Don’t Confuse Me With Facts!

Fitting in nicely with the overall theme of this pre-sequester Stupidity Week, a lot of vocal conservatives are furious that anyone is concerned about the impact of ham-handed budget cuts. The furloughed federal employees? The drag on GDP? Lies, all lies! we’re told by Rush Limbaugh:

[H]ere they come, sucking us in, roping us in. Panic here, fear there: Crisis, destruction, no meat inspection, no cops, no teachers, no firefighters, no air traffic control. I’m sorry, my days of getting roped into all this are over. We have the media playing along with all this. The ruling class of both parties play along with all this. It’s insulting. I don’t know how else to describe it.

I’m into my 25th year.

I can’t tell you the number of times this has happened. This hit me yesterday. I’ve said the same things over and over for 25 years. Whether the Clinton presidency or the Obama presidency, whether it’s a Pelosi speakership or Tom Foley (who was speaker when I started), it’s the same stuff. It’s the same threats. It’s the same arguments over and over. Nothing ever changes! We just keep spending more money. We create more dependency, we get more and more irresponsible from one crisis to the next, all of them manufactured.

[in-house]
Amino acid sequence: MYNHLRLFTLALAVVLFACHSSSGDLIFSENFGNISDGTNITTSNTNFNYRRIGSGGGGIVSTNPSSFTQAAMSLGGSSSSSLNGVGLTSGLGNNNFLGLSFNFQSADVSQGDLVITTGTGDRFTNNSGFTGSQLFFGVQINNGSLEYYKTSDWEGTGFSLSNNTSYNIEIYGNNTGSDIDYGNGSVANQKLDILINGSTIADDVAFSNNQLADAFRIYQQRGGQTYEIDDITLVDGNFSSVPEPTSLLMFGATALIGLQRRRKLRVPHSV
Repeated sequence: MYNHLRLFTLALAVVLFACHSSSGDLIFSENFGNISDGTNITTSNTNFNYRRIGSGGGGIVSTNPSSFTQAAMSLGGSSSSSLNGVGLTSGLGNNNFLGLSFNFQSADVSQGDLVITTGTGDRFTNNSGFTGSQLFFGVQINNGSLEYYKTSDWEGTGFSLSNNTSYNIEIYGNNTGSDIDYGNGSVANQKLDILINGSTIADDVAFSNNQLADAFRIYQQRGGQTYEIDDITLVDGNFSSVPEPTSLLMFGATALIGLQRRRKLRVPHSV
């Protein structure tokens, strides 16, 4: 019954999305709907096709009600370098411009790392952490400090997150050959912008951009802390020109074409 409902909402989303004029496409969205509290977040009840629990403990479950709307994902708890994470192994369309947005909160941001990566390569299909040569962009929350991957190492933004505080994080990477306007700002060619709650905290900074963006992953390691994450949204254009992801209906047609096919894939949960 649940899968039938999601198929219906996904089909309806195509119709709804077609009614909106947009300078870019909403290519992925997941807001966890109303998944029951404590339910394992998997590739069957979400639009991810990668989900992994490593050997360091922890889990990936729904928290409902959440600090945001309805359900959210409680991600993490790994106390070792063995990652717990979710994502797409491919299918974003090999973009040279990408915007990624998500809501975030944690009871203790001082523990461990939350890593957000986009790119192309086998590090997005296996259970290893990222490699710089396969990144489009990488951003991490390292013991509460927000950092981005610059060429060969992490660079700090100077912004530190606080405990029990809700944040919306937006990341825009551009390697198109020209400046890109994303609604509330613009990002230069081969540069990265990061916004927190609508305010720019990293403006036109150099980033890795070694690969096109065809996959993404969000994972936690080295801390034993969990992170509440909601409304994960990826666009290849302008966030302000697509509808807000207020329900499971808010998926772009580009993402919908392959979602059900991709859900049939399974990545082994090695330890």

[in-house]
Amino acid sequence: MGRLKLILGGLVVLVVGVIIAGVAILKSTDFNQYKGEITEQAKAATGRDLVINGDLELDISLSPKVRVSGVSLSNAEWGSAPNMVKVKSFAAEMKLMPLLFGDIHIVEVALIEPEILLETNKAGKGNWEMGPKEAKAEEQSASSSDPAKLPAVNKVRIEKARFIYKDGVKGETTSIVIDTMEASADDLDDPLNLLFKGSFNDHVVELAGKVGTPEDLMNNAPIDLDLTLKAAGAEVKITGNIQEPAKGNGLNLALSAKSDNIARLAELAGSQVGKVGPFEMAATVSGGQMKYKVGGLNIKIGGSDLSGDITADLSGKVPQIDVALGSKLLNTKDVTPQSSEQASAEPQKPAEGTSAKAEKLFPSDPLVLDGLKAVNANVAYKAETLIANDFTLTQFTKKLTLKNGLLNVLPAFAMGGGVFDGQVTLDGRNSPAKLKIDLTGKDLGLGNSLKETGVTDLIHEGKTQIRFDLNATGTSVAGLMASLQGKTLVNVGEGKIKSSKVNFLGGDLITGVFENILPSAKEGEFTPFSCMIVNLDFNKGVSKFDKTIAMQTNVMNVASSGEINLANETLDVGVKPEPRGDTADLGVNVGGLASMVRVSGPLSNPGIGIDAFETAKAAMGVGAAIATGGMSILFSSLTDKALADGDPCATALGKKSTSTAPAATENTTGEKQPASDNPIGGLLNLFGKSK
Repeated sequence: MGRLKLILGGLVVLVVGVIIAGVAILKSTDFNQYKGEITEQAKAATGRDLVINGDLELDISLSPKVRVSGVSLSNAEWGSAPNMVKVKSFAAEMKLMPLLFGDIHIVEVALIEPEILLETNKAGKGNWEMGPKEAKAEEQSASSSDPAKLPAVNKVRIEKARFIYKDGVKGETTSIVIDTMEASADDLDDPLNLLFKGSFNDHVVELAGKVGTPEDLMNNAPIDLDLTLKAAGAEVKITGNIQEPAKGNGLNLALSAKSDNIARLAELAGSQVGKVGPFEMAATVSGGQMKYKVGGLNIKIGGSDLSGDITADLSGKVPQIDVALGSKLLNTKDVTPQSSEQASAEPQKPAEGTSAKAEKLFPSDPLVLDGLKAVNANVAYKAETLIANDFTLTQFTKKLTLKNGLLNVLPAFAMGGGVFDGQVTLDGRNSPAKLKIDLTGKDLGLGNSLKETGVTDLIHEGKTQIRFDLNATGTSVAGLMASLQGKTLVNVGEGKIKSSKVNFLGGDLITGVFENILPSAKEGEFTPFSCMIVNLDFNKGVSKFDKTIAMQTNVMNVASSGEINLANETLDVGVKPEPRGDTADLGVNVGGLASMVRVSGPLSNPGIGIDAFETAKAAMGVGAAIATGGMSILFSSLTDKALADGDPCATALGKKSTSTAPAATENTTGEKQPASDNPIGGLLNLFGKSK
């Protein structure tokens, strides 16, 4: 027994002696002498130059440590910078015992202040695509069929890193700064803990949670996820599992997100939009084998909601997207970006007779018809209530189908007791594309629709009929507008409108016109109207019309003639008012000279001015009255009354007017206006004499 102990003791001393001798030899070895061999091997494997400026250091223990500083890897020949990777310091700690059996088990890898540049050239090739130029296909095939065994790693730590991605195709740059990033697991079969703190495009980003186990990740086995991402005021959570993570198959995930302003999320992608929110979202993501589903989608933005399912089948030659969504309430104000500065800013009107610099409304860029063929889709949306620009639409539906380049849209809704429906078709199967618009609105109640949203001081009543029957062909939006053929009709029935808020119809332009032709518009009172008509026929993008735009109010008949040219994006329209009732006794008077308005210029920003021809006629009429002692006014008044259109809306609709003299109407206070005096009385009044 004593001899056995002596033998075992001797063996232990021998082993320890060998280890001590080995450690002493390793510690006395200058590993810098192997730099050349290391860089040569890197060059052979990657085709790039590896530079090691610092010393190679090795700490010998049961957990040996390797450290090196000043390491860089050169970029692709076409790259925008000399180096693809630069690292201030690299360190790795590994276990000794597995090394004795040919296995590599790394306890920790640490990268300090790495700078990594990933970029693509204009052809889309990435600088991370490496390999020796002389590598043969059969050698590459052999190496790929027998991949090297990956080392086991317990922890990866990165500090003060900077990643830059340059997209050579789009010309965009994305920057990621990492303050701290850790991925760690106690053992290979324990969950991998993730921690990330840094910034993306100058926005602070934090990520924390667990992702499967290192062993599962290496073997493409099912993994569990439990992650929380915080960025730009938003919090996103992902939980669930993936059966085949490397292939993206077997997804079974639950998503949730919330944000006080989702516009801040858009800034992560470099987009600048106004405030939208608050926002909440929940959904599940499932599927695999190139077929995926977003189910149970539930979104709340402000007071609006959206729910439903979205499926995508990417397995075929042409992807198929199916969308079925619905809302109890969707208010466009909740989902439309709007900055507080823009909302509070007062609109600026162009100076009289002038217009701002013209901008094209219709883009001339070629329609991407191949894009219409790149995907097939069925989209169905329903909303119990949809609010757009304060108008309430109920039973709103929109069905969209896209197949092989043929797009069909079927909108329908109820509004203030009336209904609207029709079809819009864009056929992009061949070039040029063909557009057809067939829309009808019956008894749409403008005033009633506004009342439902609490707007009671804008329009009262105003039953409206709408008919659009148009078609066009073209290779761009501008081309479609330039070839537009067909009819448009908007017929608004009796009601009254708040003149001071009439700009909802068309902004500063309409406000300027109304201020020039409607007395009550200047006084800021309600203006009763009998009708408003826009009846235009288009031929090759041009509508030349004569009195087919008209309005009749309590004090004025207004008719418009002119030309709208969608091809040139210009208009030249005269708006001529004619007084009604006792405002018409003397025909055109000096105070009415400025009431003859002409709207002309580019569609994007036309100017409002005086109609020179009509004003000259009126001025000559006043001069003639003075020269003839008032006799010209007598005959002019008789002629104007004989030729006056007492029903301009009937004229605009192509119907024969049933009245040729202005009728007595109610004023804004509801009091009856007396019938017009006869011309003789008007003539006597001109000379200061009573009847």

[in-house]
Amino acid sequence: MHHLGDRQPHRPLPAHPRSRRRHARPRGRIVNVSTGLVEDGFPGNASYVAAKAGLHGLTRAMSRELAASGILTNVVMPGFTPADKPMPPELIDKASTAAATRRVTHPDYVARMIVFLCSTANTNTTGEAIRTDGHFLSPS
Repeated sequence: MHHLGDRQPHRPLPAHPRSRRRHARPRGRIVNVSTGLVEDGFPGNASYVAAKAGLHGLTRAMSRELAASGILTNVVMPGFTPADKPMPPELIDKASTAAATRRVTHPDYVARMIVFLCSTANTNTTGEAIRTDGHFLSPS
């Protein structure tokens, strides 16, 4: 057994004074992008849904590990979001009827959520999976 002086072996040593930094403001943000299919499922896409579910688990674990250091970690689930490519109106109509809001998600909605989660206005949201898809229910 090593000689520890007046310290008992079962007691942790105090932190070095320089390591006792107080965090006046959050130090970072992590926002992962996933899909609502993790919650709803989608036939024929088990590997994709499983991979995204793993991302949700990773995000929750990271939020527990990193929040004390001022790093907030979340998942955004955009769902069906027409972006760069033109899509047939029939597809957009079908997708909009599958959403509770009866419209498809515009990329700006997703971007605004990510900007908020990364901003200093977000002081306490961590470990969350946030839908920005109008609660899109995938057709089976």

Except for the real crisis, which nobody ever addresses, and that is: We can’t afford any of this.

We are presumably to think that every estimate of the real-life impact of the sequester (or the Ryan Budget, I suppose) is just a smokescreen for more waste, fraud and abuse, and more welfare money for those people to spend on their rap music and purple drank.

The Washington Examiner‘s Charlie Spiering thinks this don’t-confuse-me-with-facts tirade from Limbaugh could be remembered as the second coming of Santelli’s Rant, reviving the Tea Party Movement for another, and this time all-consuming bout of rage.

Limbaugh’s comments reflect a common Tea Party frustration not only with Democrats but also with Republicans. Stop spending all the money. Stop creating false panics every time someone proposes cuts in government spending. And stop spending more money than you did the year before.

A similar frustration boiled over was when Rick Santelli gave his speech heard around the world calling for a new Tea Party.

That rant was almost exactly four years ago, on February 19, 2009.


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Ed Kilgore

Ed Kilgore, a Monthly contributing editor, is a columnist for the Daily Intelligencer, New York magazine’s politics blog, and the managing editor for the Democratic Strategist.